Apparently it’s important to find the right tree: one that’s robust and doing well – and has deep roots into a stream. He was quite particular. Being small, I only vaguely remember the dowser’s face. I was short.He was dressed sort of like that man and that build – but I do remember his kind voice and what he said. And that he was well respected in the community. Wonder does survive. Thanks for barking along – running by shortly( after errands and dog walk…can we skip the first? HA HA)

      Liked by 1 person

  3. D. Wallace Peach / Nov 14 2016 8:01 am

    Darn. I wanted the rest of the story! I just love this stuff – the magic in the world or the science that we are just not evolved enough to understand. I’m looking forward to part 2.

    Like

    • philosophermouseofthehedge / Nov 15 2016 7:34 pm

      It seems that the farther we get from the natural world (spending more and more time indoors in boxes without windows or fresh air) the more we get away from understanding that there’s stuff waiting to be understood. (Does that make sense?) Glad you are intrigued – wasn’t sure such an odd old fashioned/ancient wisdom experience could be put into words that anyone now would be interested in. Thanks for the kind words (and more tomorrow)

      Liked by 1 person

  4. roughseasinthemed / Nov 14 2016 8:27 am

    Always some things that seem illogical or inexplicable. Must write about my partner’s second sight experience one day.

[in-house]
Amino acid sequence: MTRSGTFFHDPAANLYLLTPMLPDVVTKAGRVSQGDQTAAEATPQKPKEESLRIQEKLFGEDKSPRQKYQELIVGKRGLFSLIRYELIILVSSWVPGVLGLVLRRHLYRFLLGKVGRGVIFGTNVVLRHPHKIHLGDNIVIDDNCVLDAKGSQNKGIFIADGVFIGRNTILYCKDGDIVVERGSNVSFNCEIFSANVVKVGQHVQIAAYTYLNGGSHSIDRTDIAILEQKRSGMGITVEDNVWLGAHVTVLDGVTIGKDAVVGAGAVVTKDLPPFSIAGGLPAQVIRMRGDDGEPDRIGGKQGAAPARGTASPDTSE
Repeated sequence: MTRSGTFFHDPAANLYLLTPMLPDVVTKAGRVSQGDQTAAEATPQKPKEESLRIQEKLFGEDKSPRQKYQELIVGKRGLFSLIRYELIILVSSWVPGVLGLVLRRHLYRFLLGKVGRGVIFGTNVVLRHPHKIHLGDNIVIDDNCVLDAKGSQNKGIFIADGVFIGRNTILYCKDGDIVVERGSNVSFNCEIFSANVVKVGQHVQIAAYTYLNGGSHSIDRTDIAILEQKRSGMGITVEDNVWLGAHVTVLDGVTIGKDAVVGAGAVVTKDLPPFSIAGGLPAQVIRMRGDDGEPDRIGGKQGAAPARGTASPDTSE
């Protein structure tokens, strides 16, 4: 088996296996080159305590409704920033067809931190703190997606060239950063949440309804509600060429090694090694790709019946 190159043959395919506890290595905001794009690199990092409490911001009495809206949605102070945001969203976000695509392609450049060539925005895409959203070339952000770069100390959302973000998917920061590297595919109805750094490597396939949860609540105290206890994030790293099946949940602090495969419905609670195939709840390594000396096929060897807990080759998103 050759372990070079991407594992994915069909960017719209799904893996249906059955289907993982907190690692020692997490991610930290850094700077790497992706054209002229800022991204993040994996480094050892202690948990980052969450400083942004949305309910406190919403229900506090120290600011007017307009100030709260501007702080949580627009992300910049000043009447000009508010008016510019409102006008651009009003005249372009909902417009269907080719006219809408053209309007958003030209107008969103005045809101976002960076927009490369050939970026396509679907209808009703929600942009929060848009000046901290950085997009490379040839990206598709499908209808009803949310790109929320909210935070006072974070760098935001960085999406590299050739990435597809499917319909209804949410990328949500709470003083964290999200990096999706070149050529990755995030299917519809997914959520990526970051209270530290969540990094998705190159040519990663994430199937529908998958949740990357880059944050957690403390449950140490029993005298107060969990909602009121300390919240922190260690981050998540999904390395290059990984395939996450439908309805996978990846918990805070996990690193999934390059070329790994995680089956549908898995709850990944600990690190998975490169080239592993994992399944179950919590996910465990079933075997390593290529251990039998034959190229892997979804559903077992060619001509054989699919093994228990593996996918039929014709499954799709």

Looking forward to the next droplet in the saga.

    Like

    • philosophermouseofthehedge / Nov 15 2016 7:36 pm

      Ah now that does sound intriguing. (Interesting things seem to happen to interesting people…wonder if it’s drawn to them or they just recognize it?) Spilling more tomorrow. Thanks for floating along until then.

      Like

  5. Littlesundog / Nov 14 2016 10:01 am

    Oooh, a continuing story! Love it! Grandma told me when they bought the farm, Grandpa wanted a certain dowser to place an additional well spot. The dowser was legendary in the area. But the problem was if you were on his “bad” list, he refused the job. Grandpa contacted him a couple of times and finally was told by the fellow’s wife that one of Grandpa’s cousins had gotten into a quarrel with him, thus, he wanted nothing to do with the family. I guess if you are a legend and in demand, you can refuse anyone for any reason! Ha ha!